If Davis or Renfree doesn’t come out and have a strong summer, it will likely result in the Falcons pursuing a veteran backup at the end of camp once cuts are made. The Falcons scooped up Luke McCown at the end of last summer, and he filled the No. 2 spot ahead of Davis in 2012. If the Falcons pursued a veteran, they’d likely target a player with starting experience rather than another developmental backup. The possibility of McCown returning remains a possibility as he is set to compete with Seneca Wallace for the backup spot behind Drew Brees in New Orleans. If cut, he’d obviously be a top option. Other veterans with starting experience that might be on the roster bubble this summer include: David Carr (Giants), Curtis Painter (Giants), John Skelton (Bengals), Dan Orlovsky (Buccaneers), Brady Quinn (Seahawks), and Rex Grossman (Redskins). Trent Edwards, currently a free agent, is also a player that could be a target given that he played under Dirk Koetter for a year in Jacksonville.

Opposing Camp Primer: New England Patriots

July 12th, 2013 Comments off
The Sun Chronicle/Pool Photo via USA TODAY Sports

Hernandez headlines a tumultuous off-season for the Patriots

Nobody has had a more fascinating and interesting off-season than the New England Patriots, as we take a look at the Falcons fourth opponent in the 2013 season to see what to look for this summer as training camps loom.

First, their most potent offensive weapon (besides quarterback Tom Brady of course) in tight end Rob Gronkowski went through a series of surgeries. Most came on his injured forearm which developed an infection during the off-season and kept him out of OTAs. But the fifth came in June, and may be the most important because it puts his 2013 season in jeopardy. Gronkowski is such a potent piece of the Patriots offense. Not only is he the only tight end in the NFL that is without question better than the Falcons own Tony Gonzalez when healthy, but he creates so many opportunities for other options in the Patriots offense by being the focal point of coverages. Gronk has recently begun rehab for his back, but there is no exact timetable for his return to the field. Initial projections from his mid-June back surgery indicate he would be out three months which certainly would put his ability to compete against the Falcons in Week Four in potential jeopardy. But because of other events that have occurred this off-season for the Patriots, they probably don’t want to rush him back as it will be more important to have him at 100% rather than risking re-injury with him at less than that.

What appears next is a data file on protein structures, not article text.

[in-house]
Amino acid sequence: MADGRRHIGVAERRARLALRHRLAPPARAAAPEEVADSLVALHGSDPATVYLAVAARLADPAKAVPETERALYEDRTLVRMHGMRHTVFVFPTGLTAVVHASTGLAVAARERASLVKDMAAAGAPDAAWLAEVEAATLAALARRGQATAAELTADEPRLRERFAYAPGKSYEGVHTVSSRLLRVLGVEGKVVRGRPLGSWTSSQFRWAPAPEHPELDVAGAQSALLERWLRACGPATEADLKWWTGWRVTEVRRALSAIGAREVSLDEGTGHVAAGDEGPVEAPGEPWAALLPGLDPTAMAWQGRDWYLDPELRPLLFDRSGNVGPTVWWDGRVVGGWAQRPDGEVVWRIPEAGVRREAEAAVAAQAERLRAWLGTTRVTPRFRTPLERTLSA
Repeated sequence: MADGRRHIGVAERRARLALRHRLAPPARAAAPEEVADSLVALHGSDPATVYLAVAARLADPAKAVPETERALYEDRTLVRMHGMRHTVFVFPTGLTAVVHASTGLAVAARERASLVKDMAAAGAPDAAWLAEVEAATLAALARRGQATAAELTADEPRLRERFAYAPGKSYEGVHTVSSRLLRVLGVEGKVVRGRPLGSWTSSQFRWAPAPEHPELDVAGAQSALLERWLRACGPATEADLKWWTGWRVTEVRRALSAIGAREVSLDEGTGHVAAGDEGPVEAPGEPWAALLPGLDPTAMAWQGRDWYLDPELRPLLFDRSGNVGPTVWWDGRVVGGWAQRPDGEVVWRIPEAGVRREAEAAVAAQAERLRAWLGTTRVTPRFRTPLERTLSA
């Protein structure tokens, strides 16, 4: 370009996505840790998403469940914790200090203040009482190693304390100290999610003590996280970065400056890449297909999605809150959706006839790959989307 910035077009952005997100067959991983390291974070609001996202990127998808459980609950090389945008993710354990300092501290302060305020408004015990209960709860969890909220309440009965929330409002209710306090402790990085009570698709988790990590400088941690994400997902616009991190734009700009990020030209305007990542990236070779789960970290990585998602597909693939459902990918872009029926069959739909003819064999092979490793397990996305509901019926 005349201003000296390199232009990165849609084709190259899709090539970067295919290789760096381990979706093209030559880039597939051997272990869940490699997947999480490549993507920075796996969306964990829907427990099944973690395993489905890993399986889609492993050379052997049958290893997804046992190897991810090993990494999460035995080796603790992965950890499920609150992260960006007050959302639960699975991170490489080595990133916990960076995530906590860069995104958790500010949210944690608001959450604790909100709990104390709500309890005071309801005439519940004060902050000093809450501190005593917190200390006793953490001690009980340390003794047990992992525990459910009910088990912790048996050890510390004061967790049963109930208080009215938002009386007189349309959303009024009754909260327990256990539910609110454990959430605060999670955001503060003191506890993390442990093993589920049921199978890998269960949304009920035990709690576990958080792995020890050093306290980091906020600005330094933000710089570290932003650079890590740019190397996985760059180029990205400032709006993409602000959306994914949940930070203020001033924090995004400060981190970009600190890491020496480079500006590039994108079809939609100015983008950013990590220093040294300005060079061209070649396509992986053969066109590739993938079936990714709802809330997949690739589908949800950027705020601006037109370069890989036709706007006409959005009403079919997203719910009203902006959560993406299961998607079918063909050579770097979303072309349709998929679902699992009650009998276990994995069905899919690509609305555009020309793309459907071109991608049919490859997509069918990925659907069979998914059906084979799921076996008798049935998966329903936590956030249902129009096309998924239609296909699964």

While Gronk is the Patriots most potent weapon, the team also lost Brady’s favorite target in Wes Welker. He didn’t get the offer from New England he wanted, and went across the country to Denver where he’ll be catching passes from Peyton Manning. The Patriots replaced him with Danny Amendola, who offers a very similar skillset. But Amendola has struggled to stay healthy the past two years in St. Louis. That will be the big question for him this year, and whether he and Brady can gel quickly as he will be carrying a big load.

That load got only heavier in the past month due to the issues surrounding tight end Aaron Hernandez, who has been arrested for alleged murder. The team already cut ties with him, even going so far as to allow fans to exchange their jerseys to do their best to wipe the slate completely clean. Hernandez was the “joker” of the Patriots offense, the wild card that had to be accounted for every play because of his ability to line up in the backfield, in the slot, or on the outside as a hybrid player at tight end, wide receiver, H-back, and fullback. They have no one else on the roster capable of filling such a role. Currently Jake Ballard, Michael Hoomanawanui, and Daniel Fells are their remaining tight ends expected to fill in for Gronk and Hernandez. All three are capable blockers. Ballard was productive as the New York Giants starting tight end in 2011, but he certainly wasn’t a player that created mismatches. He benefited more from the presences of players like Victor Cruz and Hakeem Nicks than they did from him.

All of these developments put added pressure on Tom Brady to get the passing game clicking with so many new faces. Replacing Brandon Lloyd on the outside at wide receiver is expected to be rookie Aaron Dobson. The Patriots offense is notorious for being hard to pick up even for veteran receivers (see Chad Ochocinco) and getting on the same page with Brady is something that rookies historically have struggled to do (see Taylor Price and Chad Jackson). Dobson offers good size and vertical potential on the outside, but it will be a tall order for him and fellow rookie Josh Boyce to impact quickly.

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Opposing Camp Primer: Miami Dolphins

July 11th, 2013 Comments off
Steve Mitchell-USA TODAY Sports

Brent Grimes hopes to pick up in Miami where he left off in Atlanta